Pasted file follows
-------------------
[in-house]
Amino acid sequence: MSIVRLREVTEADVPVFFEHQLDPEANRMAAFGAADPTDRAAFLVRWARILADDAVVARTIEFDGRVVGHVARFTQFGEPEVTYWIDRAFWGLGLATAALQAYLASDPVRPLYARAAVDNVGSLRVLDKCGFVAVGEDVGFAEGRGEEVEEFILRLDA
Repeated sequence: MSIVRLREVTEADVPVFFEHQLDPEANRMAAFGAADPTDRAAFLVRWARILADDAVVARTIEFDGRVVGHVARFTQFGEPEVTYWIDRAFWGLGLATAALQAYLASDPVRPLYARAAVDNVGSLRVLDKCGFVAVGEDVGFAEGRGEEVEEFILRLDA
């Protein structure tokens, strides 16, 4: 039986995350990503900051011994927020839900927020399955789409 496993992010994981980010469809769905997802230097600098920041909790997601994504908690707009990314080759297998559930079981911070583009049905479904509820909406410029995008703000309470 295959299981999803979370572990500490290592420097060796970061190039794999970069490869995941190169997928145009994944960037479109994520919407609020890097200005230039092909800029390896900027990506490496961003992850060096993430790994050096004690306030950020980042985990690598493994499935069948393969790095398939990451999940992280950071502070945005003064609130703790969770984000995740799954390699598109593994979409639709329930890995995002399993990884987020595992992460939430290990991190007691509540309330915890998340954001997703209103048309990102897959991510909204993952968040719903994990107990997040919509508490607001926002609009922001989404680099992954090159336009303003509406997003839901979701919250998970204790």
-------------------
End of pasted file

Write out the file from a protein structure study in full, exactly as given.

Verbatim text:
[in-house]
Amino acid sequence: MSIVRLREVTEADVPVFFEHQLDPEANRMAAFGAADPTDRAAFLVRWARILADDAVVARTIEFDGRVVGHVARFTQFGEPEVTYWIDRAFWGLGLATAALQAYLASDPVRPLYARAAVDNVGSLRVLDKCGFVAVGEDVGFAEGRGEEVEEFILRLDA
Repeated sequence: MSIVRLREVTEADVPVFFEHQLDPEANRMAAFGAADPTDRAAFLVRWARILADDAVVARTIEFDGRVVGHVARFTQFGEPEVTYWIDRAFWGLGLATAALQAYLASDPVRPLYARAAVDNVGSLRVLDKCGFVAVGEDVGFAEGRGEEVEEFILRLDA
């Protein structure tokens, strides 16, 4: 039986995350990503900051011994927020839900927020399955789409 496993992010994981980010469809769905997802230097600098920041909790997601994504908690707009990314080759297998559930079981911070583009049905479904509820909406410029995008703000309470 295959299981999803979370572990500490290592420097060796970061190039794999970069490869995941190169997928145009994944960037479109994520919407609020890097200005230039092909800029390896900027990506490496961003992850060096993430790994050096004690306030950020980042985990690598493994499935069948393969790095398939990451999940992280950071502070945005003064609130703790969770984000995740799954390699598109593994979409639709329930890995995002399993990884987020595992992460939430290990991190007691509540309330915890998340954001997703209103048309990102897959991510909204993952968040719903994990107990997040919509508490607001926002609009922001989404680099992954090159336009303003509406997003839901979701919250998970204790």